The undercurrent of redefining what the Dravidian movement means in the current times, unburdening it of strong stereotypes including the anti-Brahmin, anti-Hindi call for action, truly set the tone for every session. Renowned Tamil Scholar Dr. G. Gnanasundaram and S. Ramachandran of South Indian Social History Research Institute offered insights into the evolution of Tamil society, its culture and movements over history. Extended debates on the prevalence and importance of North Indian languages in the Dravidian heartland, appeasement of local communities through manipulative popularization of classical literature of non-religious nature, and the more recent Cauvery issue as a harbinger of Tamil sentiment led to a serious rethink on the necessity of a third dharmic alternative in Tamil Nadu.
In a keynote address on “India at 70: National Influence of the Dominant Socio-Political Forces”, speaker Swapan Dasgupta (journalist and MP, Rajya Sabha) highlighted how the ‘Idea of India’ has been conveniently created and media-managed to only include the past 200 years of Indian history, forgetting the 2000 year old civilisation ethos of the nation. To a nation that has forever been mesmerised and easily bought by Western thought and science, indigenous traditions, philosophy and culture needs to be revived as a part of its own self-realisation. For the room full of engineers, lawyers, humanities graduates and entrepreneurs from diverse backgrounds, this struck a deep chord. Hence, it is imperative for a Right Wing discourse to exist that is simply not a binary to the Left Wing intellectualism.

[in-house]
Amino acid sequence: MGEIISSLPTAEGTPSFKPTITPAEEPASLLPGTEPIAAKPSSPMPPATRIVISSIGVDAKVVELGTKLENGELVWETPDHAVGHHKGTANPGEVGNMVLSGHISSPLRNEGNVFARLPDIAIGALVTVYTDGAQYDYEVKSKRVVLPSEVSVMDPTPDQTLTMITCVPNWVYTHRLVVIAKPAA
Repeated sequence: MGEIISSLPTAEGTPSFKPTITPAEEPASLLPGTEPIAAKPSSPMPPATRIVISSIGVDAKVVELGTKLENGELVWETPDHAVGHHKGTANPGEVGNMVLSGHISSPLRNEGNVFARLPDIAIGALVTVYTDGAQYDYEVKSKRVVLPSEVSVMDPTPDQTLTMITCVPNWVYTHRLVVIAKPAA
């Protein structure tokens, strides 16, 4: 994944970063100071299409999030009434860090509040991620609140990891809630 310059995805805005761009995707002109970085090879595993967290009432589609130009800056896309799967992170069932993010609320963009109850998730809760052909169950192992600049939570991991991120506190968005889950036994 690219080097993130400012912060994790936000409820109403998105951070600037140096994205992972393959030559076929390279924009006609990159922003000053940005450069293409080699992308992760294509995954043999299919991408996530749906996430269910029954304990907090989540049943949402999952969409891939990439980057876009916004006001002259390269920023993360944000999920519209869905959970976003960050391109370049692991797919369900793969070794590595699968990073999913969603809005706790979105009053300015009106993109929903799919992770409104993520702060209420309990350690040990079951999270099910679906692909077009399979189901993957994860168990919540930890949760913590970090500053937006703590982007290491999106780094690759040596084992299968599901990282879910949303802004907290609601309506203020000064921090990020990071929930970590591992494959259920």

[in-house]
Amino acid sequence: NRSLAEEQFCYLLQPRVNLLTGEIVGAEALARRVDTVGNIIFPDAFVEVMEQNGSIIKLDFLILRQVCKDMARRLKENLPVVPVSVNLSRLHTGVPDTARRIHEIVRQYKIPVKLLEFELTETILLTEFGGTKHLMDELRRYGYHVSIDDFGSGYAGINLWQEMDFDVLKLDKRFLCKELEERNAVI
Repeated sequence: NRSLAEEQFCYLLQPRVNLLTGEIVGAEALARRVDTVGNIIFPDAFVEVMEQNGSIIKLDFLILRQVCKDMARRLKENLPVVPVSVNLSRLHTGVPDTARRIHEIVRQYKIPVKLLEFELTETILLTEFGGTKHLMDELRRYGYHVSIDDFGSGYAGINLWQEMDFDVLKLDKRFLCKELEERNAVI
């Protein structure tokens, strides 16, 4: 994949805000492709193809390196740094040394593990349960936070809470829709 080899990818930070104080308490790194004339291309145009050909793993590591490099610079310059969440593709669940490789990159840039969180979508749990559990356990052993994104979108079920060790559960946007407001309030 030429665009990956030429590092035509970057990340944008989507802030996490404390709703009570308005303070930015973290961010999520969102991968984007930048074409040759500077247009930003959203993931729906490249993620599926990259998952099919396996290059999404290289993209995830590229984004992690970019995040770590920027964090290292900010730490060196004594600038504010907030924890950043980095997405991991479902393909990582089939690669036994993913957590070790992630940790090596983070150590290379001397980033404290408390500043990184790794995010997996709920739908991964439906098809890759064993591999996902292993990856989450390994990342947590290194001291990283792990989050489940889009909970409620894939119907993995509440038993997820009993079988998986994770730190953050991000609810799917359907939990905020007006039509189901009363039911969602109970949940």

Be it good governance, economics or policy making, it is the most opportune moment for India to develop a school of thought that is away from the rhetoric of freebies, crony-capitalism and short, unsustainable spurts of market growth. In a refreshingly candid session on the state of the economy, Shakti Sinha (Former Chief Secretary, Andaman and Nicobar) asserted the need to empower the private sector that is not the sum of large corporations. Governments cannot afford to let votebanks take the call on administration of national resources, just as large corporations should not be calling the shots on policy making. Irrespective of being on different ends of the Right spectrum, these were fundamental points that all participants could agree upon. That in itself promises the emergence and support for a school of thought that has long been promoted by the likes of Bibek Debroy and Arvind Subramaniam. If they are not intellectuals of academic rigour, who is?